I agree with your argument wholeheartedly, Steven, but on the other hand, I wonder if all these lawsuits are actually doing all that much damage to Android. I mean, think about it - despite the countless patents and Apple's best legal efforts, Android phones and tablets continue to be made in the millions by numerous companies, big and small. And the Android operating system continues to get better and better and is spreading into all sorts of products like wildfire.

    The lawsuits create a lot of bluster and noise but I'm not seeing any noticeable consequence from that on the street. Apple's shareholders surely must be wondering the same thing - the company is spending millions in trying to stifle, suppress and destroy the competition, but the strategy is simply not working. The competition is going from strength to strength, so much so that Android now accounts for more than 50% of the WORLD smartphone market.

    At the end of the day, it seems that Apple has been throwing good money after bad. Has Apple ever managed to inflict any significant, long-lasting damage on Android? Any victories Apple achieves appear to be relatively minor and short-lived at best. Meanwhile, Apple's products are quickly becoming old technology. I think they will struggle to keep up with Android's developments and worldwide growth. With only one phone and one tablet, Apple can only stay on the cutting edge for so long...

    So while it is frustrating to read about Android having to fend off attack after attack after attack, in my opinion it seems that these attacks are really more like the bites of mosquitoes than sharks.

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  • Steven Blum Jul 19, 2012 Link

    Nick, thanks for the super well-thought-out response. I agree that it's tempting to see this as a whole lot of noise and not much else, and I also find it hard to point to direct damages to the Android platform. But that's the point: we don't know what number of incredible innovations could have been developed with the money Samsung is spending on their legal team. Same goes for Motorola and HTC. Certainly there are many impediments to true innovation -- carriers, for one -- but it's hard to argue that this giant pool of money couldn't have been better spent on something else. At the end of the day, an enormous amount of cash is still being spent which could be spent on other things.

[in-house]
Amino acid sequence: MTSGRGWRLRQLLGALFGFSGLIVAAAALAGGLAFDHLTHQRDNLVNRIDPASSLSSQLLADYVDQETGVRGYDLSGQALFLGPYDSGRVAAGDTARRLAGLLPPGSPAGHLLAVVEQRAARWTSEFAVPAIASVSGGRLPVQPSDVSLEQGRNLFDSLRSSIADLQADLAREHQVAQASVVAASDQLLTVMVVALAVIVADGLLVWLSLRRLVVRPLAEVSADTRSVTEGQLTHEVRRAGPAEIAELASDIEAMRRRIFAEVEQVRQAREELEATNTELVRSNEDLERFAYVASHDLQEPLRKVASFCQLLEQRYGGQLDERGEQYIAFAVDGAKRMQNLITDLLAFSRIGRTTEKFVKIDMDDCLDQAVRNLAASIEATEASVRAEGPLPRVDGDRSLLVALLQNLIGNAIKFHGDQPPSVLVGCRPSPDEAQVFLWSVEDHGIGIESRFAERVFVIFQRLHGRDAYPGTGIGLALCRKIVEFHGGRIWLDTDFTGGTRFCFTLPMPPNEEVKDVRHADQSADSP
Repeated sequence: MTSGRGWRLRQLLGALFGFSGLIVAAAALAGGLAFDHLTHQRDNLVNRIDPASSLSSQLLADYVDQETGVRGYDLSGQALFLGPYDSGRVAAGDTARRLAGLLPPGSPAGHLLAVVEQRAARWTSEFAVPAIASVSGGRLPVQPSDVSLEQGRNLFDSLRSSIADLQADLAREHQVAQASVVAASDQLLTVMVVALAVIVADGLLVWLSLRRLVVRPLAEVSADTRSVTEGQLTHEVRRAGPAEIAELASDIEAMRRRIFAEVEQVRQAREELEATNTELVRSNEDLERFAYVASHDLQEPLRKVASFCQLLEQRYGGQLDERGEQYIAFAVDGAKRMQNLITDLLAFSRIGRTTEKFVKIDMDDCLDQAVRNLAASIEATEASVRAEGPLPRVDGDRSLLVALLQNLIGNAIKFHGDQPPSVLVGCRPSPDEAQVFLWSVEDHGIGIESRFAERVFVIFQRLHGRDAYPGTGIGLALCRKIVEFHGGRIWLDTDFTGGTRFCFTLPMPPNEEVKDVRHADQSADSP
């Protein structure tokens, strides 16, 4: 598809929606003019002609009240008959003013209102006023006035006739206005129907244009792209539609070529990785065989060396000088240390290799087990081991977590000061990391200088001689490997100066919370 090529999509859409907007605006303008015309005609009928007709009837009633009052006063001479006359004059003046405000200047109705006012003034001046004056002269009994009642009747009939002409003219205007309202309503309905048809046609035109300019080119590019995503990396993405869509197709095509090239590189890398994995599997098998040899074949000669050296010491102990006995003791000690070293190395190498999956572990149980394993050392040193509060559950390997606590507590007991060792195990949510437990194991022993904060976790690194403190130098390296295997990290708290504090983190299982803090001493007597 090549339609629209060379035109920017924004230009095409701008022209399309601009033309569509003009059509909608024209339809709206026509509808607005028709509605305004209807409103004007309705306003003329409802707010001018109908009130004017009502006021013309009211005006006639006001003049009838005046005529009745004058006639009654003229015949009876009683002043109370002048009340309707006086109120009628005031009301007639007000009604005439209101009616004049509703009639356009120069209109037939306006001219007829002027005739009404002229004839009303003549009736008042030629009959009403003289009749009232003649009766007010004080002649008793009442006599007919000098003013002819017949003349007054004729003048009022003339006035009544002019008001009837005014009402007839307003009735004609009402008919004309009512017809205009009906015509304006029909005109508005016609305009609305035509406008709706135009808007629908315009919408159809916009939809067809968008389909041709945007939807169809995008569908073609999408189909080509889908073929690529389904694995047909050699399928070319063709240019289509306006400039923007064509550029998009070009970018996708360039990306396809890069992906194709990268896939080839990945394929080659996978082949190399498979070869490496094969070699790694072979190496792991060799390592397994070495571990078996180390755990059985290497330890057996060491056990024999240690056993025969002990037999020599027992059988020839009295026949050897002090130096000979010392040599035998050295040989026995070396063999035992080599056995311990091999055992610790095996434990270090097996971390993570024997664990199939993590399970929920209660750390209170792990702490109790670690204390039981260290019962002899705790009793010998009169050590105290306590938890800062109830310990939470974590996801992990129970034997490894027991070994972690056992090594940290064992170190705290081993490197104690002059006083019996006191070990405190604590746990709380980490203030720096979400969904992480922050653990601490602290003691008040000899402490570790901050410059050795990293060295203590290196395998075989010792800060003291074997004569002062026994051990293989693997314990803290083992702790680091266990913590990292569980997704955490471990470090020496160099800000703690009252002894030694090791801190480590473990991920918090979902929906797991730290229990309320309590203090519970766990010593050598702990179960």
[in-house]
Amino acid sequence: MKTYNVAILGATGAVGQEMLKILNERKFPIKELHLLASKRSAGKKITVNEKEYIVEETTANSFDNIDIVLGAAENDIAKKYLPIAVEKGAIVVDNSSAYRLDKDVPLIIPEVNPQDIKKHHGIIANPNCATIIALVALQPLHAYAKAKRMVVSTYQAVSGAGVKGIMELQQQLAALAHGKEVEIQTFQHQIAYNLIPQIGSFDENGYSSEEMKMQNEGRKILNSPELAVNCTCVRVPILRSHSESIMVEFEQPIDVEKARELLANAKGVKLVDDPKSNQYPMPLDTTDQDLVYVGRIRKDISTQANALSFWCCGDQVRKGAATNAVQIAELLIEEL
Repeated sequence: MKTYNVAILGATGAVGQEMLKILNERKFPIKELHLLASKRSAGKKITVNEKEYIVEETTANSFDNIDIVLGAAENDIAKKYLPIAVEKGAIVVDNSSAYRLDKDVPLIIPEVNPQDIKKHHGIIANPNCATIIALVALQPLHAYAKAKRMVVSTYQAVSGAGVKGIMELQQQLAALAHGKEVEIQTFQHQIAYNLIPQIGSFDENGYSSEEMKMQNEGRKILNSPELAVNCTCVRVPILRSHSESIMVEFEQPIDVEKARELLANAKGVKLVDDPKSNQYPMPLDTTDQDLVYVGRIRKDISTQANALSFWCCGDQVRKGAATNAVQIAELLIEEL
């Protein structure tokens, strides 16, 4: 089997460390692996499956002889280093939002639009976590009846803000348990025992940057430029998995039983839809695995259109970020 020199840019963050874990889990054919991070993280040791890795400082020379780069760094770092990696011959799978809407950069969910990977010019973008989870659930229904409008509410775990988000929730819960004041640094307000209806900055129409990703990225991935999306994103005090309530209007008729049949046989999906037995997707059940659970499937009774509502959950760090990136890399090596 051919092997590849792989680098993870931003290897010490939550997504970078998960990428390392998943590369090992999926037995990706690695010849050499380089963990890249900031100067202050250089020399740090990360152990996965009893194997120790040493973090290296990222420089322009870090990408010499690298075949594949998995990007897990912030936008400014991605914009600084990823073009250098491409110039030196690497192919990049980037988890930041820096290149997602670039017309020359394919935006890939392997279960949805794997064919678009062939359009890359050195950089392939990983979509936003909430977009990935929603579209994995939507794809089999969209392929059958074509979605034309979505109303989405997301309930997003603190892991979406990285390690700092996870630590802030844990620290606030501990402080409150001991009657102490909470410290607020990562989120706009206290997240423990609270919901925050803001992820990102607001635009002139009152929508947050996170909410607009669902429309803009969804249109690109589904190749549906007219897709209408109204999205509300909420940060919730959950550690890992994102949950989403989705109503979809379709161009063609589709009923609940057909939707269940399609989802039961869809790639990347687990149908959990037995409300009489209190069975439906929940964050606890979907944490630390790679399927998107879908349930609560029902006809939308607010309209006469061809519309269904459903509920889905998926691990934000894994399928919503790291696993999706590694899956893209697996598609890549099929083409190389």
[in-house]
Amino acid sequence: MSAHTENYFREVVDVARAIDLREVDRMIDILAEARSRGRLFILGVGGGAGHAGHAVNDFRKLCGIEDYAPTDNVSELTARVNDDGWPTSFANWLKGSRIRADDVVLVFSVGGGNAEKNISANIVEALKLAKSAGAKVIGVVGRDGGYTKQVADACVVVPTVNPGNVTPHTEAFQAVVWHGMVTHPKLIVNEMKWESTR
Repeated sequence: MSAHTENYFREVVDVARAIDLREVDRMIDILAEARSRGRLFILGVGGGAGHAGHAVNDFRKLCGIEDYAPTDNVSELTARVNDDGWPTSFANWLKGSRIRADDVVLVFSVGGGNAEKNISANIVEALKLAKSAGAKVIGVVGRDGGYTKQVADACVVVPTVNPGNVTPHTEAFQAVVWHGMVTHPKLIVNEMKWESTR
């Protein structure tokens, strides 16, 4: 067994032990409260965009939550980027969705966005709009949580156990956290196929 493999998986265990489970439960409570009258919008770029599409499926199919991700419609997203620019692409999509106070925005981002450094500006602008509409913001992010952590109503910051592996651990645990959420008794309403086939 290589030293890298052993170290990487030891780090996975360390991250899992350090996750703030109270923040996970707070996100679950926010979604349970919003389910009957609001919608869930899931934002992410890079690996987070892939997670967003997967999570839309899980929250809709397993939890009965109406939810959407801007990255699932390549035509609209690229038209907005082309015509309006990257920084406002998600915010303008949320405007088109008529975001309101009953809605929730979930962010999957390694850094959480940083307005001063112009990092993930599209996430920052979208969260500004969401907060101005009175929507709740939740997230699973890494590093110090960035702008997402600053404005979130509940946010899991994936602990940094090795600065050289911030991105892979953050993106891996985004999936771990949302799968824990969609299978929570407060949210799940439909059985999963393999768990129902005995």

Intellectual Ventures alone makes over $1 billion licencing their patents to other companies, while it's estimated that patent lawsuits have cost innovators $500 billion in lost profits. It's a big mess, and the lawsuits between Apple and Samsung are really just the tip of the iceberg. For more, see here:
    http://www.androidpit.com/Problem-with-Patents

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  • Lurker Jul 19, 2012 Link

    I think bigger companies like Samsung might not be feeling the pinch from Apple's frivolous lawsuits, but smaller companies will surely be affected by these patents. And it's not just Apple, there are many companies who just file broad patents and wait till someone comes out with a product so that they can sue them and earn money. The patent system is broken beyond all measure and needs a complete overhaul. There are many innovative small companies that have great ideas but are scared to bring out any products because they could be sued by some patent troll who has a patent but no products.

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  • CJ Brown Jul 22, 2012 Link

    Interesting article Steven; although I believe its only a matter of time before manufacturers using Google's Android will probably team up & file legal complaints against Apple (& Apple can not afford to answer such legal complaints from HTC, Samsung, Motorola, etc all @ once); & as much as I loath Companies using the Court System like a brat? I think stopping Apple from wasting time in Court is a top priority (besides, shouldn't Apple be spending that time & money being more innovative? Create new & better products? Living up to Steve Jobs' legacy?) ...

    in a perfect world, money wouldn't be wasted on legal issues .. it would be spent in creating new & innovative technology (& perhaps allowing smaller Companies to come in & make improvements as a subcontractor) ...